Ross examines the relation between thought and madness within the practical and theoretical wings of Kant's critical philosophy. She argues that the notion of critique is formulated as a guard against the tendency of thought to madness. She locates the significance of David-Ménard's essay on Kant's pre-critical works in the idea that Kant's own tendency to madness functions in these early works as a motivational principle for the mature, critical system.
    David-Ménard, Monique.
    Ross, Alison, tr.
  • Kant's "An Essay on the Maladies of the Mind" and Observations on the Feeling of the Beautiful and the Sublime
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    Subject Headings:
    • Kant, Immanuel, 1724-1804. Essay on the maladies of the mind.
    • Kant, Immanuel, 1724-1804. Observations on the feeling of the beautiful and the sublime.
    • Kant, Immanuel, 1724-1804 -- Views on mental illness.
    • Kant, Immanuel, 1724-1804 -- Aesthetics.
    Abstract:
      David-Ménard examines the problem of the genesis of Kant's moral philosophy. The separation between Kantian practical reason and the inclinations of sense which it regulates is shown by the author to originate in Kant's attempt to regulate his own tendency to hypochondria. Her argument links the themes from two of Kant's pre-critical works which attest to this tendency--"An Essay on the Maladies of the Mind" and Observations on the Feeling of the Beautiful and the Sublime--to the final form of the critical philosophy.
    Cavell, Stanley, 1926-
  • Beginning to Read Barbara Cassin
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    Subject Headings:
    • Cassin, Barbara.
    Abstract:
      Stanley Cavell reflects on the writing of Barbara Cassin in light of his interest in interpreting certain philosophers as "philosophically destructive," where this destructiveness may in fact be understood as philosophically creative. Cavell suggests that the writings of Austin and Wittgenstein may be considered in these terms, and speculates on the potential interest these writers might have for Cassin. Cassin's call for a rethinking of philosophy might be seen as uniquely essential to the practice of Austin and Wittgenstein.
    McMahon, Melissa.
  • Antonia Soulez: Introduction
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    Subject Headings:
    • Soulez, Antonia.
    • Wittgenstein, Ludwig, 1889-1951.
    • Vienna circle.
    Abstract:
      Soulez's work focuses on the ethical dimension of philosophy manifested in the way in which thought engages and transforms an acting subject on a formal level, beyond what is "said" as such, including any explicitly ethical statements. Wittgenstein's injunction to "silence" on certain ethical matters does not, for Soulez, prevent his being a thinker of the ethical stakes of philosophy, contrary to more orthodox readings of the analytical tradition.
    Soulez, Antonia.
    McMahon, Melissa, tr.
  • Conversion in Philosophy: Wittgenstein's "Saving Word"
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    Subject Headings:
    • Wittgenstein, Ludwig, 1889-1951.
    • Conversion.
    Abstract:
      Wittgenstein raises the notion of "conversion" in philosophy through his claims that philosophical understanding is a matter of the will rather than the intellect. Soulez examines this notion in Wittgenstein's philosophy through a series of reflections on the aims and methodology of his philosophical "grammar," in relation to comparable models among Wittgenstein's contemporaries (Freud, James) and from the history of philosophy (Saint Augustine, Descartes).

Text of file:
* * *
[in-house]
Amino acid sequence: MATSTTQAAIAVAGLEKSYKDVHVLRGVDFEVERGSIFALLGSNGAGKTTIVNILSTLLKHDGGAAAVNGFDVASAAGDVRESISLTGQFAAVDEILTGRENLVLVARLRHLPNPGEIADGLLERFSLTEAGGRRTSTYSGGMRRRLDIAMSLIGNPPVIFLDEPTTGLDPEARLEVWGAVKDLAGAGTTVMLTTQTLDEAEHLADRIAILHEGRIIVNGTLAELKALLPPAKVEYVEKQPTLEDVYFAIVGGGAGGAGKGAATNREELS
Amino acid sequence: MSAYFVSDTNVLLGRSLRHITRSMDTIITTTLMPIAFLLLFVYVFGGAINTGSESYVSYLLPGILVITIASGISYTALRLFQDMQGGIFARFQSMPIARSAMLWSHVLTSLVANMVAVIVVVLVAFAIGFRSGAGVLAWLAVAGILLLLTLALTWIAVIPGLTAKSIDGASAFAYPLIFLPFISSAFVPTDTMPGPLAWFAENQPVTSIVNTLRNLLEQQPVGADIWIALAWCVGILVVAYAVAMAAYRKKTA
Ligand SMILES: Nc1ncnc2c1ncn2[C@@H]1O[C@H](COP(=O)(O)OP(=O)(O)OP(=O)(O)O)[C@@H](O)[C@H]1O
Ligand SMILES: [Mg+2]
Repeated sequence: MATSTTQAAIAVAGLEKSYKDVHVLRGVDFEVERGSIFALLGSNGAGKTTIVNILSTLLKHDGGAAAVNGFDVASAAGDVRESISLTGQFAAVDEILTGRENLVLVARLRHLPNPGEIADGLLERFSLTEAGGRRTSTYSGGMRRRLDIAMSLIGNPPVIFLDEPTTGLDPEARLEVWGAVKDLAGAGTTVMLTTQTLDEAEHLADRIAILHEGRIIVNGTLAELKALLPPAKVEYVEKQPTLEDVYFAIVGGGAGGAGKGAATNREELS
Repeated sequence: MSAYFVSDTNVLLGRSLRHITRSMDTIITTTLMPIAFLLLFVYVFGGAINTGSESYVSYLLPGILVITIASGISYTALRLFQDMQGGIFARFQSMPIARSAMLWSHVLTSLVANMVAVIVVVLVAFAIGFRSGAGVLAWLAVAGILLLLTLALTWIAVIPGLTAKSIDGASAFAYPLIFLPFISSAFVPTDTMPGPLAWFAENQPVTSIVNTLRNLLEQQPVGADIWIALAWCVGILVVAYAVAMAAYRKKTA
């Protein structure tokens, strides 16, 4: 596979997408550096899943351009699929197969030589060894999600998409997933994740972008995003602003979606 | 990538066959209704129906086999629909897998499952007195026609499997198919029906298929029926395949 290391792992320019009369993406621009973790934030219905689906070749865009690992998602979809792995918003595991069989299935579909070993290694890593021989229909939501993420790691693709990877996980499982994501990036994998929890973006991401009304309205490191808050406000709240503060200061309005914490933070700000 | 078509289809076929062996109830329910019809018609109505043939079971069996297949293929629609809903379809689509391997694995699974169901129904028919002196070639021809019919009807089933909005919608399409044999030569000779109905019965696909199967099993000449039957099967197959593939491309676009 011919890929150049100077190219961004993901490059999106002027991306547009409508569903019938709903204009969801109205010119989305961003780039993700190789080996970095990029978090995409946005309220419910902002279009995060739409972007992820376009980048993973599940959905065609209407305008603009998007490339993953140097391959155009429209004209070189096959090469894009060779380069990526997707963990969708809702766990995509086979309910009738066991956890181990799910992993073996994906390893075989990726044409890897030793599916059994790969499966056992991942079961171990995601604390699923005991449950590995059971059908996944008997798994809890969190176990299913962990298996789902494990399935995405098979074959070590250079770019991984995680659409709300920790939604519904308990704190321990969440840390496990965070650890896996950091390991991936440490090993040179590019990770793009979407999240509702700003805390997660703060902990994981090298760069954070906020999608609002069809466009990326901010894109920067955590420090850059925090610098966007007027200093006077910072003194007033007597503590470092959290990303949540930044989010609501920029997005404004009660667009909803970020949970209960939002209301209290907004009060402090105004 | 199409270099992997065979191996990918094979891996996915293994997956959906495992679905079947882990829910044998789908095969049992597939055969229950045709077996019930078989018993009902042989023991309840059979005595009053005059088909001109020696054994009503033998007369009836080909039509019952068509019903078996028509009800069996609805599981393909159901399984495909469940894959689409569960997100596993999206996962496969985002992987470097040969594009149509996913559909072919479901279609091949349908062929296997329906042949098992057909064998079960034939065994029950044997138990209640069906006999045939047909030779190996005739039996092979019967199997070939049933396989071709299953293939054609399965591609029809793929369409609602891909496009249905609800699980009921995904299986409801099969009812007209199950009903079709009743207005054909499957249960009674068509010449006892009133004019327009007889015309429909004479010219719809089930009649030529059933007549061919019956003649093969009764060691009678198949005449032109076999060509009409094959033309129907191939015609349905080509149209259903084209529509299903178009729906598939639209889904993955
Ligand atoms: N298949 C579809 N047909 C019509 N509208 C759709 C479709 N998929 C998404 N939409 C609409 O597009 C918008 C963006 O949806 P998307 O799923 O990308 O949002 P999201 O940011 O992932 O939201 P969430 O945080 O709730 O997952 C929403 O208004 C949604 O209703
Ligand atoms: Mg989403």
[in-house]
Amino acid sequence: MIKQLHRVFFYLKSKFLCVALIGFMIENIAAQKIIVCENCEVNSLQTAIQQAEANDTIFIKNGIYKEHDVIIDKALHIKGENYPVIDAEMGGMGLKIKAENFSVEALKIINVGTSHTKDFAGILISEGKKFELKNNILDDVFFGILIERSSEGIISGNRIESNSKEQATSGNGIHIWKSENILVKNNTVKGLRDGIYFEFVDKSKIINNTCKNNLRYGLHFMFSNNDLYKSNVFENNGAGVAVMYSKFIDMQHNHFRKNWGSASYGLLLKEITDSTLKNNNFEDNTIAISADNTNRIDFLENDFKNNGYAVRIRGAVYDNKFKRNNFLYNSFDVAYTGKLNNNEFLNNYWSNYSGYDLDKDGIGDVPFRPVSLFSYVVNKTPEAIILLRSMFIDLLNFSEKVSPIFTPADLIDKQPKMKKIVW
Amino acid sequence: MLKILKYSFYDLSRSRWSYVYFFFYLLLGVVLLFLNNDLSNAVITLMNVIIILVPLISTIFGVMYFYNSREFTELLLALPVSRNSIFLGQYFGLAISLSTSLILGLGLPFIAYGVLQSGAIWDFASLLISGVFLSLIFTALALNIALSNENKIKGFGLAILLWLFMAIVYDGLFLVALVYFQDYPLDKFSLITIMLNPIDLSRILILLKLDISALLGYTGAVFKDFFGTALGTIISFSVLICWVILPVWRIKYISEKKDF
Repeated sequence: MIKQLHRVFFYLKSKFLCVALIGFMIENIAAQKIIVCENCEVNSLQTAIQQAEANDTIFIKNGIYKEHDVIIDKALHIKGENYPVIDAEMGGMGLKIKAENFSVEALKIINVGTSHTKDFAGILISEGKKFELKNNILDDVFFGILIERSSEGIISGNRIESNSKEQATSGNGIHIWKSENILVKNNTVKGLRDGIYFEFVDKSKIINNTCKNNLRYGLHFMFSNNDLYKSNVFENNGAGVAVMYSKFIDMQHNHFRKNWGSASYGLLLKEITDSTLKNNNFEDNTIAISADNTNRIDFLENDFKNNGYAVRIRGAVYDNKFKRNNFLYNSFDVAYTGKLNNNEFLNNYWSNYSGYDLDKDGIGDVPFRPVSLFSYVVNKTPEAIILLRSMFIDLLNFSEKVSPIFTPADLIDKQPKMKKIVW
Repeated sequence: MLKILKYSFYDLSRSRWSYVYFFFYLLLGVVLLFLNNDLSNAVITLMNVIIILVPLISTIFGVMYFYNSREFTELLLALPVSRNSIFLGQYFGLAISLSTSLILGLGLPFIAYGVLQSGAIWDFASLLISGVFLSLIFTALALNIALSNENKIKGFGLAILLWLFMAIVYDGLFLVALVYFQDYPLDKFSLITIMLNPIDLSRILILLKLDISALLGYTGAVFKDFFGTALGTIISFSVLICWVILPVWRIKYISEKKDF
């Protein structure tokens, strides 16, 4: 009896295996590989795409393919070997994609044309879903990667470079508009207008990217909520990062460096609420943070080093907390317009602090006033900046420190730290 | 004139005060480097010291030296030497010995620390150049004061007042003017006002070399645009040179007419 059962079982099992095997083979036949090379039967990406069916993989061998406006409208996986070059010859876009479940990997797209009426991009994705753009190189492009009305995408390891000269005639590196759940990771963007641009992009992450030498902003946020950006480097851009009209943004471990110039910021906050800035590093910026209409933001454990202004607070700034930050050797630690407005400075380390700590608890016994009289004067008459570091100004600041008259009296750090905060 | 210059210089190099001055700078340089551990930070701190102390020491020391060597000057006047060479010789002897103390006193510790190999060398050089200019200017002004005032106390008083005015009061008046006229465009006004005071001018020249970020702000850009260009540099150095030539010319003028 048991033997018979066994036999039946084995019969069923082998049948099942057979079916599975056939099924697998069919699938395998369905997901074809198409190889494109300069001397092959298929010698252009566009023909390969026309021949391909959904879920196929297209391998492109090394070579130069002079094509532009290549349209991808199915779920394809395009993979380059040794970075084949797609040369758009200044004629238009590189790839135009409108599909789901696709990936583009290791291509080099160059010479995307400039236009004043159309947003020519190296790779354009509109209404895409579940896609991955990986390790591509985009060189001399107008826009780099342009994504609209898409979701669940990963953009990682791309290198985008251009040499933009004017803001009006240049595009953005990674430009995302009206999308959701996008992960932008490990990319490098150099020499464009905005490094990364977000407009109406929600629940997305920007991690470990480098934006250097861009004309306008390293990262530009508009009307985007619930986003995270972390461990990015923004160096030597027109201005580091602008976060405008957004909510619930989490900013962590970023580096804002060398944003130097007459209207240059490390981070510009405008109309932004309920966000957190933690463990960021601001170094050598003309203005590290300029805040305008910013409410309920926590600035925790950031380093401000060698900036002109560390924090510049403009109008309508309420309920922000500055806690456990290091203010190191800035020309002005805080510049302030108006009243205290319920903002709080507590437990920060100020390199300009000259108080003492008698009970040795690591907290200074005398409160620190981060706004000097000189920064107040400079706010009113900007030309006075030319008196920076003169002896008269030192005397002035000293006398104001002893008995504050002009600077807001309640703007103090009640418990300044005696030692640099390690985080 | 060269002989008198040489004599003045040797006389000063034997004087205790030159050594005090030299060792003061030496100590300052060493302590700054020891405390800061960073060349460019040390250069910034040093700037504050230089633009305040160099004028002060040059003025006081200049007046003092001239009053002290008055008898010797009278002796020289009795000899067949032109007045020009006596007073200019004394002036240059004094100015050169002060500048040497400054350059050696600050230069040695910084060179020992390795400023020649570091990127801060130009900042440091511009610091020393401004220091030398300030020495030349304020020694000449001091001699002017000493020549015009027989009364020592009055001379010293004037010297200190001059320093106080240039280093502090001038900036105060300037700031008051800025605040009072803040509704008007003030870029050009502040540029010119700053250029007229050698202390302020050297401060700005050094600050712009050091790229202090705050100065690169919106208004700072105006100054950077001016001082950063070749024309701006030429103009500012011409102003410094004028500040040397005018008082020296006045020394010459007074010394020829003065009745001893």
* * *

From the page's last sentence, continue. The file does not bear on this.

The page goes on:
Grosholz, Emily, 1950-
  • Frege and the Surprising History of Logic: Introduction to Claude Imbert, "Gottlob Frege, One More Time"
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    Subject Headings:
    • Imbert, Claude. Gottlob Frege, one more time.
    • Frege, Gottlob, 1848-1925.
    • Logic -- History.
    Abstract:
      Convinced that logic has a history and that its history always manages to surprise the philosophers, Claude Imbert has devoted much of her work to the study of the Stoic school and of the late-nineteenth-century German logician Gottlob Frege. In the fifth chapter of her book Pour une histoire de la logique, she examines the trajectory of Frege's awareness of what his new logic entails, in particular the way it subverts the project of Kant.
    Imbert, Claude.
    Bontea, Adriana, tr.
  • Gottlob Frege, One More Time
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    Subject Headings:
    • Frege, Gottlob, 1848-1925.
    • Logic.
    Abstract:
      Frege's philosophical writings, including the "logistic project," acquire a new insight by being confronted with Kant's criticism and Wittgenstein's logical and grammatical investigations. Between these two points a non-formalist history of logic is just taking shape, a history emphasizing the Greek and Kantian inheritance and its aftermath. It allows us to understand the radical change in rationality introduced by Gottlob Frege's syntax. This syntax put an end to Greek categorization and opened the way to the multiplicity of expressions producing their own intelligibility. This article is based on more technical analyses of Frege which Claude Imbert has previously offered in other writings (see references).
    Dastur, Françoise, 1942-
    Res publica.
    Deutscher, Penelope, 1966-, tr.
  • Françoise Dastur by Herself
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    Subject Headings:
    • Dastur, Françoise, 1942- -- Interviews.
    Abstract:
      Françoise Dastur describes her efforts to practice history of philosophy in a (paradoxically) non-historical fashion. She discusses her concept of the historical, and argues that the only true way to be of one's time is to be against one's time.